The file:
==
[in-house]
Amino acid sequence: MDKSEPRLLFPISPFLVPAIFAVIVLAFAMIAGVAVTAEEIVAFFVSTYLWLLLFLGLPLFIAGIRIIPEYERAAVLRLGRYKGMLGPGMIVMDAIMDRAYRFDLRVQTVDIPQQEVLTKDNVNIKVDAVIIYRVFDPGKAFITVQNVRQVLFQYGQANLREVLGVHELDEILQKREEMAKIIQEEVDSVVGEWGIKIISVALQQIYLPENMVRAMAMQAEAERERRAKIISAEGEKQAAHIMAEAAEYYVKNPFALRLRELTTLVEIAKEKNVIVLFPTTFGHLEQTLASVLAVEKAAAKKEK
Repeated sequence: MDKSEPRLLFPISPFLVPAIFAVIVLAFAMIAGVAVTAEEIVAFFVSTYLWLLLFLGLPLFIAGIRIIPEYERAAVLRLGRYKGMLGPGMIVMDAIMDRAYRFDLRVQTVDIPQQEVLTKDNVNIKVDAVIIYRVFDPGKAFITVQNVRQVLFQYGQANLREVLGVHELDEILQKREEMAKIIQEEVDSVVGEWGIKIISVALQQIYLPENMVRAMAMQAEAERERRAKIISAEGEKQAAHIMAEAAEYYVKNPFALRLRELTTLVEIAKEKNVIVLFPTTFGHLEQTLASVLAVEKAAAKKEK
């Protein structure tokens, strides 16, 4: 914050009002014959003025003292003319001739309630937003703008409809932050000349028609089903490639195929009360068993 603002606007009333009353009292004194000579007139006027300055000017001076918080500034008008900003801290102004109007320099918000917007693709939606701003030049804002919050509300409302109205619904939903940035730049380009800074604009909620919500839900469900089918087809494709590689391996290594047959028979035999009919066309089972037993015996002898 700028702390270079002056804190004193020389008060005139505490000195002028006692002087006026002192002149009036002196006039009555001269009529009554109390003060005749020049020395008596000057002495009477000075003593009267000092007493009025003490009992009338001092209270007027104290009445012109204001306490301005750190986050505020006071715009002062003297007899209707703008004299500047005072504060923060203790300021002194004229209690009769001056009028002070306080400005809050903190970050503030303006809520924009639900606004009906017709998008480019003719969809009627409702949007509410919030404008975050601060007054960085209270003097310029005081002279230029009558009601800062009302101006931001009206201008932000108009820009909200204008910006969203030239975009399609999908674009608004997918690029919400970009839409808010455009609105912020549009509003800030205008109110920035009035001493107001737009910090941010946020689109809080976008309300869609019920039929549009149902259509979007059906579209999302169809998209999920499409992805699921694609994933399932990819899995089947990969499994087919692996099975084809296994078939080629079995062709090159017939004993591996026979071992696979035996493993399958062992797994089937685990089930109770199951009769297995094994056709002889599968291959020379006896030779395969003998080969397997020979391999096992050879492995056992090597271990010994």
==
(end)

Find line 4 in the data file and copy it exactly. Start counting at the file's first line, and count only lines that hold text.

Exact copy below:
């Protein structure tokens, strides 16, 4: 914050009002014959003025003292003319001739309630937003703008409809932050000349028609089903490639195929009360068993 603002606007009333009353009292004194000579007139006027300055000017001076918080500034008008900003801290102004109007320099918000917007693709939606701003030049804002919050509300409302109205619904939903940035730049380009800074604009909620919500839900469900089918087809494709590689391996290594047959028979035999009919066309089972037993015996002898 700028702390270079002056804190004193020389008060005139505490000195002028006692002087006026002192002149009036002196006039009555001269009529009554109390003060005749020049020395008596000057002495009477000075003593009267000092007493009025003490009992009338001092209270007027104290009445012109204001306490301005750190986050505020006071715009002062003297007899209707703008004299500047005072504060923060203790300021002194004229209690009769001056009028002070306080400005809050903190970050503030303006809520924009639900606004009906017709998008480019003719969809009627409702949007509410919030404008975050601060007054960085209270003097310029005081002279230029009558009601800062009302101006931001009206201008932000108009820009909200204008910006969203030239975009399609999908674009608004997918690029919400970009839409808010455009609105912020549009509003800030205008109110920035009035001493107001737009910090941010946020689109809080976008309300869609019920039929549009149902259509979007059906579209999302169809998209999920499409992805699921694609994933399932990819899995089947990969499994087919692996099975084809296994078939080629079995062709090159017939004993591996026979071992696979035996493993399958062992797994089937685990089930109770199951009769297995094994056709002889599968291959020379006896030779395969003998080969397997020979391999096992050879492995056992090597271990010994």